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Musical preferences and gourmet meals may well give rise to amusing differences of opinion. There is no point in trying to unravel these as they are both questions of taste. But there are also phenomena that can be demonstrated scientifically and yet continue to be refuted as well as claims that are completely unfounded yet have many followers. This is very hard to explain and has led to some interesting microeconomics research. Joël van der Weele is an assistant professor at the Amsterdam School of Economics (ASE) and talks about his research into an area where economics meets psychology.

There are many social trends that are not founded in economics. Examples include former US President Donald Trump’s fake news statements, claims that corona vaccinations contain Bill Gates’s microchips and the fortunes told by crystal gazers. At the same time, they have a significant economic impact. 'Traditional economic models assume rational decision-making and can therefore not account for such beliefs,' van der Weele points out. He is very interested in the interface between psychology and economics.

“Motivated cognition” is a phenomenon that straddles the two disciplines and is a subject of many studies co-authored by the ASE lecturer. 'The general idea behind the concept is that people’s ideas, opinions and convictions are not just based on rational evidence such as the facts and affairs they observe. People also base them on what suits them best or what they would like to be true.' Van der Weele gives overconfidence as an example. 'Many people ‒ men in particular ‒ overestimate their abilities, something that can work to their advantage. Take an entrepreneur, for instance, who is convinced that he has a great idea. This makes it easier to persuade others and thus raise capital, whether or not it really is such a good idea.'

It appears that people who argue in favour of such propositions and those who argue against indeed become polarised even though their side of the debate is assigned randomly.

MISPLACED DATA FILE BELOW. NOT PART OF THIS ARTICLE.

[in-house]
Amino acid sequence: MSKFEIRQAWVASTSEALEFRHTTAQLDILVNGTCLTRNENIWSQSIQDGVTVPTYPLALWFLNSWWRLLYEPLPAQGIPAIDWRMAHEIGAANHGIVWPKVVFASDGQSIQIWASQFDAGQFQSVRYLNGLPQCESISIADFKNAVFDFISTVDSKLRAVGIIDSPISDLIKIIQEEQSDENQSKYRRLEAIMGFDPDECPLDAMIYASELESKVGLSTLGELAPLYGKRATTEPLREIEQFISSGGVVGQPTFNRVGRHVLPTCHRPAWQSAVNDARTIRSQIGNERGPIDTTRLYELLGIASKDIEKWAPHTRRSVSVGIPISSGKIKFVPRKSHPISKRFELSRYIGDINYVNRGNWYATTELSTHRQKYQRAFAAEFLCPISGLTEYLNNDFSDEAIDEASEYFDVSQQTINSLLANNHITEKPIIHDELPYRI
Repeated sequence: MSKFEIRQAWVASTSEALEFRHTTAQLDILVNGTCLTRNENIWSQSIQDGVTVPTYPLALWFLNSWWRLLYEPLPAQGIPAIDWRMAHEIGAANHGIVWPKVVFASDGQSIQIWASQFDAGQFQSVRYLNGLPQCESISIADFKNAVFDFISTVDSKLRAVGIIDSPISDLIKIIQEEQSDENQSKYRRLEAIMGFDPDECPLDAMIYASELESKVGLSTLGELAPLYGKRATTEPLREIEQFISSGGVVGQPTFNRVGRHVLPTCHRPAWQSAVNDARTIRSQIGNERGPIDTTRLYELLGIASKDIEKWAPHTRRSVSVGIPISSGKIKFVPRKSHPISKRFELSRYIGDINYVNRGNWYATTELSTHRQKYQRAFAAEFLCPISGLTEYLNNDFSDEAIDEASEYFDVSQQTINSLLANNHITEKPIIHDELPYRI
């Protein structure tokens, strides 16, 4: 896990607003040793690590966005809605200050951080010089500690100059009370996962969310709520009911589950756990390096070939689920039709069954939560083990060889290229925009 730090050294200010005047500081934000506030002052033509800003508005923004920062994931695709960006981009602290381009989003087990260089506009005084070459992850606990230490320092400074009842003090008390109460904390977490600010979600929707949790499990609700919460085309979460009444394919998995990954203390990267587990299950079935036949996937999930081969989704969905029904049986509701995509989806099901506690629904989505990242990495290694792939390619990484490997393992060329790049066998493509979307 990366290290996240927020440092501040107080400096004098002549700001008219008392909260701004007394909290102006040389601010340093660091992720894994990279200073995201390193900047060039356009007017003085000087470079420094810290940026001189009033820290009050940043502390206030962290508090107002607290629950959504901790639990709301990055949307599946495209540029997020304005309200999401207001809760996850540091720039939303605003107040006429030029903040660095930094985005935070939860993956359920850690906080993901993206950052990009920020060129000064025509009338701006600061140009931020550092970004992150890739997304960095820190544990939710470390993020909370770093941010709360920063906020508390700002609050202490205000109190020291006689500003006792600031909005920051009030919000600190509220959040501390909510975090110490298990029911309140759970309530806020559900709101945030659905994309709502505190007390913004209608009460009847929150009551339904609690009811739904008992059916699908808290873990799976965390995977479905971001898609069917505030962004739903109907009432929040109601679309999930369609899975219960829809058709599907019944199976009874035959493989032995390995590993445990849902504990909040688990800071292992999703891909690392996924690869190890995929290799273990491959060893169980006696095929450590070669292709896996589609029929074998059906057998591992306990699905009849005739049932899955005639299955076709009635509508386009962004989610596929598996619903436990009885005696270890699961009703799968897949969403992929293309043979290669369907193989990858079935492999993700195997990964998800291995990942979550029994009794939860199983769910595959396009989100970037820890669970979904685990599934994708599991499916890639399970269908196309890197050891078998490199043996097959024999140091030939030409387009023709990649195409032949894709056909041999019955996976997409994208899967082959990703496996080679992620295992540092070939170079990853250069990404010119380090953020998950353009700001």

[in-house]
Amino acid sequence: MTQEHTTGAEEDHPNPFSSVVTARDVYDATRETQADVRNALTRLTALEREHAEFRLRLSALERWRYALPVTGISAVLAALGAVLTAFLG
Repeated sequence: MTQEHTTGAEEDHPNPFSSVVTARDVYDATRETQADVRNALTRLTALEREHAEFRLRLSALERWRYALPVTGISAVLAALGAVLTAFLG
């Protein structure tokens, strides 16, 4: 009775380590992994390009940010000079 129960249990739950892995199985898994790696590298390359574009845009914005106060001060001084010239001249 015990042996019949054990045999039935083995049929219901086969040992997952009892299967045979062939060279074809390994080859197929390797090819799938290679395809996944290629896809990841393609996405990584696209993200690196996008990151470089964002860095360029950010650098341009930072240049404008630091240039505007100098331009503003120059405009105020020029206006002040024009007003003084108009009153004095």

Demonstrated fact: manipulation of the self works

The fact that people try to fool themselves is also known as “self-deception”, a phenomenon that clearly serves a purpose. As illustrated above, it makes you more persuasive. Van der Weele adds: 'One of our lab experiments showed how people who knew beforehand that they would have to convince others they had performed well actually believed they had done so. They had already convinced themselves as it were, so that they in turn were better able to convince others.'

A similar study, but in a more natural setting, was conducted at international debating competitions. During these competitions, participants do not know the topic to be debated or the position they should take until just before the start. 'Our hypothesis was that people would believe more strongly in claims that agreed with the views they had to defend.' Suppose, for instance, that somebody has to argue the position that Europe should admit fewer immigrants. The expectation is that such a person will be more convinced of a higher crime rate among immigrants than somebody arguing the opposite position. 'Because this fits in with his or her viewpoint in the debate,' the ASE researcher goes on to say. It appears that people who argue in favour of such propositions and those who argue against indeed become polarised even though their side of the debate is assigned randomly. 'And they remain polarised after the debate has taken place and the competition is almost over.'

A similar effect can also be seen in the national and international political arenas. 'It is corroborated by the polarisation in the United States surrounding the election of Trump. He made entirely unfounded claims but his supporters also started to believe them because they had to convince others that what Trump said was actually true.'

Effect of price incentives

Another interesting issue Van der Weele is examining is the effect of price incentives on people’s identity and opinions and their outlook on the world. 'Researchers from Israel, for example, have looked at the relationship between food consumption patterns and religion in India. It seems that food prices affect people’s identity. When the price of pork rises, it becomes more attractive to be Muslim because Muslims don’t eat pork.' It is not that a person turns Muslim just because pork has risen in price but what you do see is that it makes Islam more attractive. As a result, Muslims identify more strongly with their religion and also reduce their consumption of alcohol.

So price incentives also affect people’s identity and interests. Van der Weele believes they can therefore be used as a solution to social challenges. 'Take a tax on meat, a topical social issue. Such a tax has the usual economic effect, namely that people will substitute away from the now more expensive meat. But when meat becomes less attractive, people might also stop turning a blind eye to the downsides of the meat industry and become more willing to accept new alternatives.' Psychology and economics are thus more intertwined than a first glance might suggest.